Thursday, August 17, 2017

Interpretive Truth

The world is a messy place. I've been absent on this blog due to topsy-turvey in my own life with a long illness and then moving, but I'm back. My heart has compelled me to speak what has been tumbling around in my mind since the weekend. It's not about plants or Nature, but the nature of humans.
The violence in Charlottesville, VA is a horror that feels all-too familiar . . . a little supremacy and entitlement mixed with primal reactions, disputes and accusations, with harm as a result and someone feeling like they were the "winner". I personally can't see any winners in a situation where people were intentionally mowed down by a car and someone died.
There's a whole lot of blaming going on. A whole lot of people pointing fingers, media filled with outcries supporting the various sides. Screams of protests against monuments that were intended to represent history but have become icons for prejudice and malice. Arguments over free speech vs. hate.
I've been pondering this since the weekend. How did we get here? How do we move forward? What's the lesson?
Before the particular violent moment that ended a young woman's life, what caught my attention were the displays of fighting against something, especially in the chants, by both sides.
Fighting is fear in action. It is inherently violent and separating. Even when we think we're fighting against something wrong or evil, we're still fighting. It carries the same intention of disconnection and feeling of superiority, born out of fear and a feeling of powerlessness. We got a glimpse of the fears that showed up in Charlottesville. Light was cast into the shadow for a brief moment, and the invitation is open for us to look at things a little deeper.
We can't fight for peace. We need to shift how we approach conflict. If all we can see is "sides", then we'll never understand perspectives. We've been taught there that is only ever the truth, when in reality, there are the truths of all those involved in a situation.
When I worked in Employee Relations, we had a saying, "There are three sides to every story". Eye-witnesses to a crime have frequently proven to be not credible, because each witness is viewing the situation from their own unique understanding of life, through the lens of their own experience and beliefs. They interpreted what they witnessed, as we all do. It's very hard to be truly objective, because our feelings compound things, often muddying our logic. And if we're in a crowd, our consciousness coalesces with those we hang with . . . we can think and behave in ways well beyond our individual norm because what's accepted in this particular crowd becomes acceptable to us. We justify our actions because we feel empowered by our interpretation of events, and can be bolstered by crowd mentality. Our interpretation may be our truth, but it's not the only truth, nor is it likely to be the pure truth of the situation as a whole.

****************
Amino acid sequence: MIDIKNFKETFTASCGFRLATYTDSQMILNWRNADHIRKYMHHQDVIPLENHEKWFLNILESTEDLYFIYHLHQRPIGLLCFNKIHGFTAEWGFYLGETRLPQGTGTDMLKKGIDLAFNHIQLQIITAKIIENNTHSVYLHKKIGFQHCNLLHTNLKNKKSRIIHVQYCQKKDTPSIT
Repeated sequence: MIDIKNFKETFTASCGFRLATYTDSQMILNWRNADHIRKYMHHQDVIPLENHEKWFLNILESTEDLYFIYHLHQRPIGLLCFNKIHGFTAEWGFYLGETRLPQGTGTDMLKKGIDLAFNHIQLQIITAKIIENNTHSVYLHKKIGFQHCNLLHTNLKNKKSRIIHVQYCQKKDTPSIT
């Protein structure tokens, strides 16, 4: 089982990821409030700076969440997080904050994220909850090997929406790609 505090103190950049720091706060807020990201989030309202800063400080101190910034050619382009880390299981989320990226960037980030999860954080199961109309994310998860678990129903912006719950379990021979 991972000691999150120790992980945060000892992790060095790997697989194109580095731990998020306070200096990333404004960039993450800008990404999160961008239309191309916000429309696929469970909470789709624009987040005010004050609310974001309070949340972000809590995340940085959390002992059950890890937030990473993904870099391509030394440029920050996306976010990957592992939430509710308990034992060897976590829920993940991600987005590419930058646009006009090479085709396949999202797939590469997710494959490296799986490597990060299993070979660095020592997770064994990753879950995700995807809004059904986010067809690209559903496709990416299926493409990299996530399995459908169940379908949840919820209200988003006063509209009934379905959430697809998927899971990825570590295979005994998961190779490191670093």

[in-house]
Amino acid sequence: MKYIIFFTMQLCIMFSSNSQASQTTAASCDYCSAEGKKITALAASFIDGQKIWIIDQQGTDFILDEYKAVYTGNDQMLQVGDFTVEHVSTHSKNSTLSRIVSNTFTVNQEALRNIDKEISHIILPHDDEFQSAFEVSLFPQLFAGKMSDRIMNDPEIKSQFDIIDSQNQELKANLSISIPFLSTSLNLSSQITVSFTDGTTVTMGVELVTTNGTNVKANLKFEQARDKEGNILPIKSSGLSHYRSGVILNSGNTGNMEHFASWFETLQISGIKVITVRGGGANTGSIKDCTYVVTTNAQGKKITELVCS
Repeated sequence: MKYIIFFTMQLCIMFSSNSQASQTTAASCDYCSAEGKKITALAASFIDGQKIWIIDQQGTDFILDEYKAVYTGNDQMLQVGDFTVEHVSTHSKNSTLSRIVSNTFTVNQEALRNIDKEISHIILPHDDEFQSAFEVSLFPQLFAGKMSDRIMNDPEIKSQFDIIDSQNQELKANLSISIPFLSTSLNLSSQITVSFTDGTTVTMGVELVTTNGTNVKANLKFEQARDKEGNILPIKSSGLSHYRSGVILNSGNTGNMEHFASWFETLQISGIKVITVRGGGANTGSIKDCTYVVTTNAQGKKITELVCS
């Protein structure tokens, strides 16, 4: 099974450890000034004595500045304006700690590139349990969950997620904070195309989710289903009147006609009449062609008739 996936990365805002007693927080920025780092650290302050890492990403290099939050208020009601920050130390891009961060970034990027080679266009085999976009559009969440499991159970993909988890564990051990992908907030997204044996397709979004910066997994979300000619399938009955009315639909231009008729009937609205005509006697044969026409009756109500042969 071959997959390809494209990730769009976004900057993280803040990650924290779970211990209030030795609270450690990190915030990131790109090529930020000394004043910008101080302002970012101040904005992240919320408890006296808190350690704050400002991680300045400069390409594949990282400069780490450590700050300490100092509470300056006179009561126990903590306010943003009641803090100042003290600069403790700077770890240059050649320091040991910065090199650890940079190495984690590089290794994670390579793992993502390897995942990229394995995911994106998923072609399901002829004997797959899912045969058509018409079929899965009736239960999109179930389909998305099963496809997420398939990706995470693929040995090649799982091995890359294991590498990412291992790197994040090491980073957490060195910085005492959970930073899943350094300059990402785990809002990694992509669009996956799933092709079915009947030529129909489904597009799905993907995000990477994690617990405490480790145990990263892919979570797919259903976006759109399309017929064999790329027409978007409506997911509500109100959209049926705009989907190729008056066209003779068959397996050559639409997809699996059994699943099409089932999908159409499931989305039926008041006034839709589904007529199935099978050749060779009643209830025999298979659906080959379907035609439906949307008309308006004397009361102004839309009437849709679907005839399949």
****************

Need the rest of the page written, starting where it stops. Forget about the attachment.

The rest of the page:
What we can do is learn from our past, by viewing events with the intent of discovery of why they occurred, instead of judgment and asking who was wrong or who started it. Questions like, "What happened here?" and "What was everyone was afraid of?" can bring more clarity and less subjectivity. If we want to find the root cause of the conflict, we need to go to the deepest motivator . . . fear. That's where understanding comes in and things can start to change.
We can't change our skin color any more than we can change if we were born into privilege, so let us stop the blame and shame for our ancestors' behavior or our birth circumstances. We are not responsible for what our ancestors did, but we can change the course of harmful actions started by them. We are responsible for choosing our actions right here and now in our own time, with the understanding that our thoughts and actions affect everyone else around us and future generations. We will someday be the ancestors. What legacy shall we leave for our loved ones?
Let's change our minds.